From the IRS

If a child is claimed as a qualifying child by two or more taxpayers in a given year, the child will be the qualifying child of:

  • the parent;
  • if more than one taxpayer is the child’s parent, the one with whom the child lived for the longest time during the year, or, if the time was equal, the parent with the highest AGI;
  • if no taxpayer is the child’s parent, the taxpayer with the highest adjusted gross income (AGI).

 

 

http://www.irs.gov/uac/A-“Qualifying-Child


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#5 of 9 Old 12-04-2012, 11:10 AM - Thread Starter
 
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So even though its court ordered, signed by a judge, the IRS can go back and say she has the right to claim the child?
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#6 of 9 Old 12-04-2012, 12:41 PM
 
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Honestly, I have no idea how the IRS deals with court orders regarding custody that don't align with their rules.  It's a pretty common situation though.

 

Quote:
In her eyes, us letting her claim the child would be fair.

Might I add that we carry the child on our insurance even though its her responsibility to do so. We are saving her money every month by doing that.

 

I can totally understand standing by the language of the divorce decree for all you're worth.

 

BUT. 

 

Do not spend a dollar to avoid fifty cents of trouble.  Are you in love with every single dot and comma in the custody agreement?  If your DH's ex started digging in her heels on every little thing and demanding exact adherence, would you and he and the kids be happy with the results?  Is a tax deduction on one kid a reasonable price to pay for a little more ease and harmony?

 

And remember that MDC is completely google-able.

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#7 of 9 Old 12-04-2012, 03:17 PM - Thread Starter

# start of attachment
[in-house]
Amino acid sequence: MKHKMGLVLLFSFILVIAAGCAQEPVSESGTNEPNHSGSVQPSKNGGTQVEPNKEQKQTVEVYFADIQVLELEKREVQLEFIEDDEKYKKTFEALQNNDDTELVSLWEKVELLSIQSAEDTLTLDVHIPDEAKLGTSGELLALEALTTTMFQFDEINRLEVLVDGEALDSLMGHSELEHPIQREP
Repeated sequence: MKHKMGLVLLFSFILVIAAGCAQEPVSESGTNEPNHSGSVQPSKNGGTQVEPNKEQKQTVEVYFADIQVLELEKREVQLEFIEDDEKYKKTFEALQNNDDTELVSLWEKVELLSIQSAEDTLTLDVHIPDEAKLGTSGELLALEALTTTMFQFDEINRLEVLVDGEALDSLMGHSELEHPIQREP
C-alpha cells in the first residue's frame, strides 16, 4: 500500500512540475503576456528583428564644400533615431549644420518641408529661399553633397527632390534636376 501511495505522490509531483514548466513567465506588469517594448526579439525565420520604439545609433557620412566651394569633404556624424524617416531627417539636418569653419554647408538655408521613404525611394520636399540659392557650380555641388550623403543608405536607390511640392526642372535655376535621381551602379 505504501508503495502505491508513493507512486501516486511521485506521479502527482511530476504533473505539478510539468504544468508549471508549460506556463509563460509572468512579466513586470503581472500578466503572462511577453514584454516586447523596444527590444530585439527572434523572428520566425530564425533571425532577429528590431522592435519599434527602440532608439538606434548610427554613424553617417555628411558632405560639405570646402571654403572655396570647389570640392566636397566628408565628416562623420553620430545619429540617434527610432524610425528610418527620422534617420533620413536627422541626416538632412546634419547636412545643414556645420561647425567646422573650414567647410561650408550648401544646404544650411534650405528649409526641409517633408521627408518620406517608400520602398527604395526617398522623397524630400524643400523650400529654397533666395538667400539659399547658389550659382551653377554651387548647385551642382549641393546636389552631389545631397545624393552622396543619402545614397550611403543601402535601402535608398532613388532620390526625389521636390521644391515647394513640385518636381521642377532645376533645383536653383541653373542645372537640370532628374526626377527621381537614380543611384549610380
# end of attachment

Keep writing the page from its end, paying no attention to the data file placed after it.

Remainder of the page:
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The only thing I can think to do is just see what our accountant says, work up claiming 3 kids and then claiming 4 kids and see what the difference is and whether or not it's worth it in the end. It's nice to have a place to turn to for advice. I am aware that she or anyone else can see what I post. And that's fine. I'm not saying anything negative or out of line.
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#8 of 9 Old 12-11-2012, 07:08 AM
 
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That's a good idea. 

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#9 of 9 Old 12-30-2012, 06:05 AM
 
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if she only has the kid half time then claiming every other year is fair.  how many other kids he has custody of and can claim has nothing to do with her.  i absolutely would only let her claim the child on the years she's allowed to and no more. if she claims the child when it's not her turn and you have a court order saying so you have grounds to sue her in small claims
 

 

Quote:
So even though its court ordered, signed by a judge, the IRS can go back and say she has the right to claim the child?

i dont thinks so, turbo tax specifically asked me if there was a court order regarding who can claim.  i think that rule posted above is there in the event a court order does not exist